U.S. Federal Procurement Ecosystem

Access to the Federal Procurement Market can be measured along at least three different vectors: the transparency of the system, the trade agreements that open that market, and the “invisible” barriers that may make it more difficult for firms to join the federal competition.

For firms new to the market, access to the federal market is often gained through several steps; subcontracting to experienced prime contractors, then joining an “open” indefinite-delivery/indefinite-quantity (IDIQ ) contract (sometimes known as an “open framework” internationally), then moving to more specialized (and less intensely competitive) contracting vehicles. This evolution will take time as you move through these stages and gain deep access to federal customers. The firms that succeed typically establish stable and lucrative franchises in the federal market, 


While there are hundreds of agencies they will all fall under one of the following four categories;  Civil, Defense, Independent and Legislative.  

Under these different major sectors you have fifteen major Federal Agencies to include: Agriculture, Commerce, Defense
Education, Energy, Health and Human Services, Homeland Security, Housing and Urban Development, Interior, Justice
Labor, State, Transportation, Treasury, and Veterans Affairs.

Each Federal Agency has dozens of departments, each with their own often methods and vehicles of procurement.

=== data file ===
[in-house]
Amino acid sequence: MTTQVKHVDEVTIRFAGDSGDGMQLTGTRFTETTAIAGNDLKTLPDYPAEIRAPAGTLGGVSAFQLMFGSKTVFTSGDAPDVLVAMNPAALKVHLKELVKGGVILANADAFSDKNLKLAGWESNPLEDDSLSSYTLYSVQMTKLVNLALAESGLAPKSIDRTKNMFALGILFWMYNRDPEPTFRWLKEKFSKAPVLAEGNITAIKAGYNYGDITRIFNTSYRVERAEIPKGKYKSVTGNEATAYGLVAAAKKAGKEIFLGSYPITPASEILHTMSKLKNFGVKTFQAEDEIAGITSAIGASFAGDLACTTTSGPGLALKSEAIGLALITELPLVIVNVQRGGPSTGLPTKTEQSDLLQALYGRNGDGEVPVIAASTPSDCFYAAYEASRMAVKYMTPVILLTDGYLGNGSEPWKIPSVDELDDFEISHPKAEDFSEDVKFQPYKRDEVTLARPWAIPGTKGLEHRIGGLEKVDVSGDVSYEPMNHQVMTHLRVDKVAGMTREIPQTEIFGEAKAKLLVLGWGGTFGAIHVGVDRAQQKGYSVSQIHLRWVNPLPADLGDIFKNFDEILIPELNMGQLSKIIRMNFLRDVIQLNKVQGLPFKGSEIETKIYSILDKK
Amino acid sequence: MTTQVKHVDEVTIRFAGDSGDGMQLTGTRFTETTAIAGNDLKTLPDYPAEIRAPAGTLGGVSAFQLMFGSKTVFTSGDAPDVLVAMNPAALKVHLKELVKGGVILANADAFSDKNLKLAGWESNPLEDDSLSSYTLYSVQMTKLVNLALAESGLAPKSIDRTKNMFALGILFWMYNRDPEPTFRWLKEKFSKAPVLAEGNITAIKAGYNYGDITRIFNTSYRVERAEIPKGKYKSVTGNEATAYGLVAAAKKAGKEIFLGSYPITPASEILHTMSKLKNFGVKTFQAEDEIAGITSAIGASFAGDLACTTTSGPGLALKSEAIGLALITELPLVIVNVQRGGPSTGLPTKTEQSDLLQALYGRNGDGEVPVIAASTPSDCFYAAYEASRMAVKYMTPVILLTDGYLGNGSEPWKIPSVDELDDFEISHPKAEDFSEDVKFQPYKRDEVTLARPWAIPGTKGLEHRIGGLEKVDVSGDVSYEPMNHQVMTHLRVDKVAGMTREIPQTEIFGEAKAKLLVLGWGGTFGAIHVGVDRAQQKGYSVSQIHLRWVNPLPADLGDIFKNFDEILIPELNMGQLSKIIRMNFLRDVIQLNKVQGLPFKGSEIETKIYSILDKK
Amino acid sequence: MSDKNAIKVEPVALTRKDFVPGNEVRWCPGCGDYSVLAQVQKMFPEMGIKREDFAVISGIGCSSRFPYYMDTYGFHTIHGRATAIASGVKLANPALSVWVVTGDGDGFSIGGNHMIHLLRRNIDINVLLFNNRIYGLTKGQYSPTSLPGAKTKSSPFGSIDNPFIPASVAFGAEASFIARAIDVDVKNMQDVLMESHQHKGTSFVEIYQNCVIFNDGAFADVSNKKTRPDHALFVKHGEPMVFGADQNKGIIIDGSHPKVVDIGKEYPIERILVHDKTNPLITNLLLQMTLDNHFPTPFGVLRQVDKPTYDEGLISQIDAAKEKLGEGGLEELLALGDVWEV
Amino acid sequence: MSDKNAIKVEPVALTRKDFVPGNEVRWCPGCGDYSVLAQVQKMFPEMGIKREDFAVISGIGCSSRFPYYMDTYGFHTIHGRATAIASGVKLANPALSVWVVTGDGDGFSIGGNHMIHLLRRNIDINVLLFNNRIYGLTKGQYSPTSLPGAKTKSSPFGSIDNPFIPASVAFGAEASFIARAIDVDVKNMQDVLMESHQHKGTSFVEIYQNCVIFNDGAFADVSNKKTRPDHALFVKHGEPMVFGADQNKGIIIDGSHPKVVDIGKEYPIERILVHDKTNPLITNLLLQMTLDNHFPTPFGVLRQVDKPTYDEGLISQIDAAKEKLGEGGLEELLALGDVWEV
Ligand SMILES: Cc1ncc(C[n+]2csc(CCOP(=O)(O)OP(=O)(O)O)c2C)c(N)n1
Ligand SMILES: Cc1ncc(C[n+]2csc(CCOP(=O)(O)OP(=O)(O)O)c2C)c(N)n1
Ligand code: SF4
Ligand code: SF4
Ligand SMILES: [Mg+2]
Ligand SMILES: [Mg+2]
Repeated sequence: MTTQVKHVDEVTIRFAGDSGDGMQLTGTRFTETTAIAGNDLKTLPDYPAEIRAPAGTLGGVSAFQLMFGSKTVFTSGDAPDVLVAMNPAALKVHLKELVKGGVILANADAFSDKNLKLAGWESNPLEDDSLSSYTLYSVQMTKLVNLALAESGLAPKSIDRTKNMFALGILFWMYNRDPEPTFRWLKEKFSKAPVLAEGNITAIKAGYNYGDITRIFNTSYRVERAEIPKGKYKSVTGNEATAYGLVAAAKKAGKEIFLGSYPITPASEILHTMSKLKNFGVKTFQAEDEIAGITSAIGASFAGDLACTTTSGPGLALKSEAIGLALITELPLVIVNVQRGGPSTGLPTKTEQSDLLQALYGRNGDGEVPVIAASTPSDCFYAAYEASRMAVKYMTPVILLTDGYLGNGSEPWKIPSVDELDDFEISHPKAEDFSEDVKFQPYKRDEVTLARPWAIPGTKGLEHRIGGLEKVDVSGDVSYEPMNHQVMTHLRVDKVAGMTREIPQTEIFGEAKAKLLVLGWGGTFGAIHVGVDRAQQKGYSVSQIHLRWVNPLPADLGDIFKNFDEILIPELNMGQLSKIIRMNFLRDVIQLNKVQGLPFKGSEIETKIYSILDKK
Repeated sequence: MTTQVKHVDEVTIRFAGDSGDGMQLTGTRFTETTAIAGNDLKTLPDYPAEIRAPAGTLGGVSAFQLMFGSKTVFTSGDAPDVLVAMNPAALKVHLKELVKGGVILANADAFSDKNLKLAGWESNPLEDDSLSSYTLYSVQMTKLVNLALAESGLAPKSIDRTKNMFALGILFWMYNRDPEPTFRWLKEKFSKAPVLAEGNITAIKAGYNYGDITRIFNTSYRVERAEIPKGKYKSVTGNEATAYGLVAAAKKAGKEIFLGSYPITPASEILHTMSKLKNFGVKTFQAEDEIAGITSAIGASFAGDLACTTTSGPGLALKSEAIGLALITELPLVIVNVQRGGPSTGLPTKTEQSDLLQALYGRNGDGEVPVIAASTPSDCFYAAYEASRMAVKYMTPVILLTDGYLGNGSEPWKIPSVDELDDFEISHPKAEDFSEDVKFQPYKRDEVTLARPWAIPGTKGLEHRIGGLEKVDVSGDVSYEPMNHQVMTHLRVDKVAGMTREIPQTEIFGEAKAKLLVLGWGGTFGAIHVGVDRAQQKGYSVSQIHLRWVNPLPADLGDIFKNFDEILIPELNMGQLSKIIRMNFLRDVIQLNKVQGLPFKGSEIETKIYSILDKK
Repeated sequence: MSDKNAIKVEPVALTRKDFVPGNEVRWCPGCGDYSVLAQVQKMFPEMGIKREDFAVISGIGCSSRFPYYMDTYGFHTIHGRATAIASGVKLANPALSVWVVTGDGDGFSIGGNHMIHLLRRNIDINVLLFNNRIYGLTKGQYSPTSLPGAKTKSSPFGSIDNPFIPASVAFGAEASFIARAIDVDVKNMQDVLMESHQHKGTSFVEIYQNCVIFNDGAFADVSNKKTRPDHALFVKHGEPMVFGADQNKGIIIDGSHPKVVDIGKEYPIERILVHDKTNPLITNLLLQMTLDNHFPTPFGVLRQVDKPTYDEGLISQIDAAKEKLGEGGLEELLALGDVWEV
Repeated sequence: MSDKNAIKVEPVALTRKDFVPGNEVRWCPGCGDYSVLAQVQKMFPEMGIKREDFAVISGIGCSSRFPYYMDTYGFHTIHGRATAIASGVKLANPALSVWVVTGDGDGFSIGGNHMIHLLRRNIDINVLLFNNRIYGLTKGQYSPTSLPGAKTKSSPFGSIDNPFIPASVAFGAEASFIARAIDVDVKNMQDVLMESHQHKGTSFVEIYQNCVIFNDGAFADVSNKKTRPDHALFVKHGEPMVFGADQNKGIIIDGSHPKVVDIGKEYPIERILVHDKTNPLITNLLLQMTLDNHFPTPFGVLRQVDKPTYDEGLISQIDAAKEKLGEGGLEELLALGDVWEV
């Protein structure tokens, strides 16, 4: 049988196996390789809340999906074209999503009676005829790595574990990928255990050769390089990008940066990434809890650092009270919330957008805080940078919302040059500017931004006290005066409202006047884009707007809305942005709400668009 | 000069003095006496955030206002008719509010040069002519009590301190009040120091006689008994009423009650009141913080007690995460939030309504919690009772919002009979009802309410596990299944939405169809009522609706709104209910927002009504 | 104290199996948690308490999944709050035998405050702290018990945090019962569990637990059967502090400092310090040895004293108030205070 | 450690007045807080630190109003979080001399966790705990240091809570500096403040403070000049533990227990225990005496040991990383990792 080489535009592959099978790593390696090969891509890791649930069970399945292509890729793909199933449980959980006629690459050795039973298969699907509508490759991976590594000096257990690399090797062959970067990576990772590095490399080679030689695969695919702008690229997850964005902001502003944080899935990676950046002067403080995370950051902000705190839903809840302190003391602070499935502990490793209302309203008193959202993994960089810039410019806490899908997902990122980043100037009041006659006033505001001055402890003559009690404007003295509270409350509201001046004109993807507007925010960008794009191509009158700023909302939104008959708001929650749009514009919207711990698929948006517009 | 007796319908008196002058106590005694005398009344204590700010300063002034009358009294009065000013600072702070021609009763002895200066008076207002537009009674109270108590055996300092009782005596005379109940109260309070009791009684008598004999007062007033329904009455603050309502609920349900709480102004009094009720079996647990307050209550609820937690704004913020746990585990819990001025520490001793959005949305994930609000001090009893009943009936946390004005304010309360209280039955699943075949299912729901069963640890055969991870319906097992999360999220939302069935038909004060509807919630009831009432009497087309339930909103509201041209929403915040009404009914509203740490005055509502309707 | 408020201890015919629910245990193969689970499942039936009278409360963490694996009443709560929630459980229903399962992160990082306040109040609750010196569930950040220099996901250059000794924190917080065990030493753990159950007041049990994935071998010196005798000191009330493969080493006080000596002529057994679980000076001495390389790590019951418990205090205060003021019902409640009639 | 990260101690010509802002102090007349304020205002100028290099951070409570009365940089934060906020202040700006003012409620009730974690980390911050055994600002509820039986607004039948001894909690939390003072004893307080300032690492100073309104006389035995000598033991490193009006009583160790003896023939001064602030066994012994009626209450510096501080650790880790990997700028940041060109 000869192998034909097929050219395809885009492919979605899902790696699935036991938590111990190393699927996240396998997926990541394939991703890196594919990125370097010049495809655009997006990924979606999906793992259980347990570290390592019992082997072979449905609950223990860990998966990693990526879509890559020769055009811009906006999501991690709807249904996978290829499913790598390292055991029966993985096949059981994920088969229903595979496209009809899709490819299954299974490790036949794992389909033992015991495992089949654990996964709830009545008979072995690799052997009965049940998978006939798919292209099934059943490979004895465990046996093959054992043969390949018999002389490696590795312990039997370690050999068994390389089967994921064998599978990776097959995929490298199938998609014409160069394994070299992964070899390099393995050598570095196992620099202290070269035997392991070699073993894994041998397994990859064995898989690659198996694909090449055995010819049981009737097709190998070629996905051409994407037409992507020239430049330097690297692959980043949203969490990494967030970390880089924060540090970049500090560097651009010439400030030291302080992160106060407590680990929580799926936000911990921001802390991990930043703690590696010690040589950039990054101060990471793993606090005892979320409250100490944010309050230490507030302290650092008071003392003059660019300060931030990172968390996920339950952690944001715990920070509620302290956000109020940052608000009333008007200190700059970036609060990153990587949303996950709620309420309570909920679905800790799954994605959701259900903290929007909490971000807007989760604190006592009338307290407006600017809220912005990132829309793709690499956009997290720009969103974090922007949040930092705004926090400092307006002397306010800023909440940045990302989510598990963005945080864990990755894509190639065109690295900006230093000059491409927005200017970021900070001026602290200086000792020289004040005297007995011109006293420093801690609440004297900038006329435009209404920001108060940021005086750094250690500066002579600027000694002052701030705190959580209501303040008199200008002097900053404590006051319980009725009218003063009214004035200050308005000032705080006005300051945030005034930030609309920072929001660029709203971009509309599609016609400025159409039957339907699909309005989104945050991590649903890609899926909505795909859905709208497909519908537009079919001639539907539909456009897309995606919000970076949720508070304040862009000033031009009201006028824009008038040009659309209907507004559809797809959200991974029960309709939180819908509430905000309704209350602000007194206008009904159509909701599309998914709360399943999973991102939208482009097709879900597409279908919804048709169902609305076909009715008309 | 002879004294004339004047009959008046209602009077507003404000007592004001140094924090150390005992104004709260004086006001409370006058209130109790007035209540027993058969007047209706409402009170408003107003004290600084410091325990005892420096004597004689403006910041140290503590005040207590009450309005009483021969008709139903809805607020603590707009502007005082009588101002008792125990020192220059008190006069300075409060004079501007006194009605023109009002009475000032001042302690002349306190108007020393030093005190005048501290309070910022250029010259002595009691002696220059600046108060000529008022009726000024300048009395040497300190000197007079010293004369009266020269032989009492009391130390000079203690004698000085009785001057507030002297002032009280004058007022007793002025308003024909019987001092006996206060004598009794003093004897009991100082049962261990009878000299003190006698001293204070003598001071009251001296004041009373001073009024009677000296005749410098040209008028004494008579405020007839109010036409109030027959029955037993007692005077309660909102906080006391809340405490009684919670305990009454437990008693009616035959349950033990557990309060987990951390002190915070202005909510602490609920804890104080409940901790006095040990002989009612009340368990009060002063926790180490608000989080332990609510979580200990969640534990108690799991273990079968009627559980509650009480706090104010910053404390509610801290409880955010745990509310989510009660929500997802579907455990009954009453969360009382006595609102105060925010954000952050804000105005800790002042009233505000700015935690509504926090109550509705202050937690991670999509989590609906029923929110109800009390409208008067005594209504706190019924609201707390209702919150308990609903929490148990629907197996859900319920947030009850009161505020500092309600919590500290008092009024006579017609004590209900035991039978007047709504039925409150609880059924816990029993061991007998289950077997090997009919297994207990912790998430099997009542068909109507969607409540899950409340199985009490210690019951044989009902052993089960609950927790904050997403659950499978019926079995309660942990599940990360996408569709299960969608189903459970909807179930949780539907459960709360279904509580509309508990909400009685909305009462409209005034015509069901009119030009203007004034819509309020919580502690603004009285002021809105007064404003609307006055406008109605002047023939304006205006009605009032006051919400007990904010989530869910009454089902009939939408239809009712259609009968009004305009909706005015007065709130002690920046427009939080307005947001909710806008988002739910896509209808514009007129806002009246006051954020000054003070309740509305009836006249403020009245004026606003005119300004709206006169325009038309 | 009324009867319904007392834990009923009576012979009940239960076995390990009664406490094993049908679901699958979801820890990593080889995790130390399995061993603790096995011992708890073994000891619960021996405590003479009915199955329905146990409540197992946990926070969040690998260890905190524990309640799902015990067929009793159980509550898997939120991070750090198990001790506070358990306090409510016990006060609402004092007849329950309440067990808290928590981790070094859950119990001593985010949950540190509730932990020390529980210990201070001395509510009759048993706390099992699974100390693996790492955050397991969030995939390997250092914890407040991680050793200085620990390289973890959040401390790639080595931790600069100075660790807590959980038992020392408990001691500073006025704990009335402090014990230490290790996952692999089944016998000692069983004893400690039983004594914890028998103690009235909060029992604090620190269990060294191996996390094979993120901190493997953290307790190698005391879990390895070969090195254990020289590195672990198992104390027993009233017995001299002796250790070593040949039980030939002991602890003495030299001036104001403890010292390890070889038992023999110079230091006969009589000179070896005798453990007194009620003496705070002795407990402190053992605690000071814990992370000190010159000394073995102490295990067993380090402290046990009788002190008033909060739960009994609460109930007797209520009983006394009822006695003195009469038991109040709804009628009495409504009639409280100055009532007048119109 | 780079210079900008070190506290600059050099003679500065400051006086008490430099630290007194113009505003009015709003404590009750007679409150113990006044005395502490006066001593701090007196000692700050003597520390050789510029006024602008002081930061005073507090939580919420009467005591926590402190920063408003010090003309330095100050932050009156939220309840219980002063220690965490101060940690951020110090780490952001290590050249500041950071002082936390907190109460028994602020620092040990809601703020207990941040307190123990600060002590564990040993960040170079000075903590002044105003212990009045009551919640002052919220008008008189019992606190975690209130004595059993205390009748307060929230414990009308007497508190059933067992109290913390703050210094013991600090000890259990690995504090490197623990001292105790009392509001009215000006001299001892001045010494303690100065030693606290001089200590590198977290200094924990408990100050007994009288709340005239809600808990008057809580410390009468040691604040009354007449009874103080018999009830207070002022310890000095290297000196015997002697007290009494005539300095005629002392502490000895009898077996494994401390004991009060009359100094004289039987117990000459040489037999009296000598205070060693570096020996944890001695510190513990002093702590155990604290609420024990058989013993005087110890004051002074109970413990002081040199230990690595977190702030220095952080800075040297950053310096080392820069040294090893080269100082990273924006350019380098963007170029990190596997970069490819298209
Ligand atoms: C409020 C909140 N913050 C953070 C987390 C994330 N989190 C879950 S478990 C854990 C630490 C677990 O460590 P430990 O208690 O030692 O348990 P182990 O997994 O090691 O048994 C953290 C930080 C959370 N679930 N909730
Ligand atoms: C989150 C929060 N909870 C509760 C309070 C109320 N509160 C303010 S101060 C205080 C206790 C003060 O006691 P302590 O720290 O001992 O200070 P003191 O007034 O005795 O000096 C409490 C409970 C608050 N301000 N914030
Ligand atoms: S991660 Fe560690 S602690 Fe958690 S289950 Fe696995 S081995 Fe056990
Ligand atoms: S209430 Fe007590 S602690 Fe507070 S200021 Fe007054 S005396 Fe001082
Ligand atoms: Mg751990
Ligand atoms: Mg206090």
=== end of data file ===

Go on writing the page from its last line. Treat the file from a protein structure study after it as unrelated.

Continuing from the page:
Importantly the Federal Government has a goal of contracting at least 23% of their spend with Small Business, identified as those with revenue less than 30 Million, Other Than Small (OTS) businesses would be any doing over 30 Million.  This applies to NAICS Codes 541511 (Custom Computer Programming Services), 541512 (Computer Systems Design Services), 541513 Computer Facilities Management Services & 541519 (Other Computer Related Services). Note that each of these NAICS encompasses a number of varied services.  

The U.S. Federal Government also sets aside work for varies Small Business certified vendors, to include Woman Owned Small Business (WOSB), Service Disabled Veteran Owned Business (SDVOSB) and several other classifications.  It is via networking and teaming that vendors that have expertise but no certifications can together respond to these opportunities and allows those with the certifications no in-house capabilities to team with those that do and together present their capabilities to government.  

In addition, Federal Government contracts over specified dollar amounts often include mandatory agreements as to what percentage of Small Business the OTS business (Prime Contractor) will use on any given project.  All contracts under 150 thousand automatically go to Small Business.  


GoGov will work with you to establish and navigate the path that is curated specifically for your products and / or  services and goals.

  • U.S. Government Market Introduction
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